One-Minute Writing Tuneup: Don’t Dangle Your Modifiers Off a Cliff
Modifiers add description, context, and pizzaz to nouns, verbs, and other parts of a sentence. As well as the adjectives and adverbs you’re probably familiar with, verbal phrases function as modifiers too. Verbal phrases take a verb and make it function as a noun, adjective, or adverb.
Examples of verbal phrases used as modifiers:
Using survey data, we measured the effects of the intervention. (How did we measure the effects? We used survey data.)
After preparing the gel, the postdoc denatured the proteins. (When did the postdoc denature the proteins? After preparing the gel.)
We hired a biostatistician to analyze the data. (Why did we hire a biostatistician? To analyze the data.)
But all modifiers are afraid of heights, and don’t like to be dangled off cliffs. A “dangling modifier” is a modifier that has nothing in the sentence to modify, or appears to modify something the author doesn’t intend it to.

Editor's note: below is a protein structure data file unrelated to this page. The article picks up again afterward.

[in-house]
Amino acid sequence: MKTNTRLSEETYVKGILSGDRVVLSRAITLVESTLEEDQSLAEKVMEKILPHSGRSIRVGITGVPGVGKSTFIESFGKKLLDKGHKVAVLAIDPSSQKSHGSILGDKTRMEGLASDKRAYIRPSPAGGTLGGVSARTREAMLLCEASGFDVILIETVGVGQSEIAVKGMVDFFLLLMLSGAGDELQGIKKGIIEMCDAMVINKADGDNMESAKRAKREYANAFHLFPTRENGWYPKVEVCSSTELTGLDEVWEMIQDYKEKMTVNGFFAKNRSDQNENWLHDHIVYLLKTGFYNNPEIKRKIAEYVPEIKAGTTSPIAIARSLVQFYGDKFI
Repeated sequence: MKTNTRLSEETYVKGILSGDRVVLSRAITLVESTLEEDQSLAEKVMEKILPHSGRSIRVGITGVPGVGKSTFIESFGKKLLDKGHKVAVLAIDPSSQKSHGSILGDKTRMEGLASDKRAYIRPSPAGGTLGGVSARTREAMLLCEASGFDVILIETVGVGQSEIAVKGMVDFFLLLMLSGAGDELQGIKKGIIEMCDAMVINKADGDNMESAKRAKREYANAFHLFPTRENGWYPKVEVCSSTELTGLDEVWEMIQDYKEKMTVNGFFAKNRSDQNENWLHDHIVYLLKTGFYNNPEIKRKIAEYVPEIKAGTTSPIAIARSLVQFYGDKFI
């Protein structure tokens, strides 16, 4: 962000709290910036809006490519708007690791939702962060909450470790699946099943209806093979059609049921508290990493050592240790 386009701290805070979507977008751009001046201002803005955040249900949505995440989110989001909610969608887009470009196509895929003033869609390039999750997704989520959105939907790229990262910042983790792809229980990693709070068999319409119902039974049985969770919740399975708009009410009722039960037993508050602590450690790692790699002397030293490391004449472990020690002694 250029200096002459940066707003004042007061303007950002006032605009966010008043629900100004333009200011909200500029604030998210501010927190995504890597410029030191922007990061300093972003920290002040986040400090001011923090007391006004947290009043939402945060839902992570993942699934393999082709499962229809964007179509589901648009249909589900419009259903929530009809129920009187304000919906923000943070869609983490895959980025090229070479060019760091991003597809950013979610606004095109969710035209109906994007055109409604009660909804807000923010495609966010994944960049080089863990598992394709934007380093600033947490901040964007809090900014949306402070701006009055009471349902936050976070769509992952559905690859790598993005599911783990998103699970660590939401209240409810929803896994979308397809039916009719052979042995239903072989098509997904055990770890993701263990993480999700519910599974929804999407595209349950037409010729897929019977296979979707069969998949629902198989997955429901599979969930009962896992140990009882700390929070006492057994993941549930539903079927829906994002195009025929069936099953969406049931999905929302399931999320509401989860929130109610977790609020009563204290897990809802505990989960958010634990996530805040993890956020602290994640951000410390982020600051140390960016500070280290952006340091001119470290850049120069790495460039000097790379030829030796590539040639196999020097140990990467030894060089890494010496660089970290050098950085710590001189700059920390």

Examples of dangling modifiers:
Incorrect: After reading the article cited, the hypothesis remains unconvincing.
Wait, who finds it unconvincing? Is the hypothesis having an existential crisis?
Correct: After reading the article cited, I still find the hypothesis unconvincing.
Incorrect: Not having used the correct medium, the experiment failed.
Wow, experiments can pick their own growth medium?
Correct: The student didn’t use the correct medium, so the experiment failed.
Incorrect: To investigate the phenomenon, a study was designed.
Yes, but who is actually doing the study?
Correct: To investigate the phenomenon, we designed a study.
As you can see from the last example, passive voice can easily lead to dangling modifiers. (More on that next time.)
To avoid dangling modifiers, make sure every verbal phrase in a sentence connects to the person or thing doing the action. Keep special vigilance at the beginnings of sentences. Avoid passive voice where you can.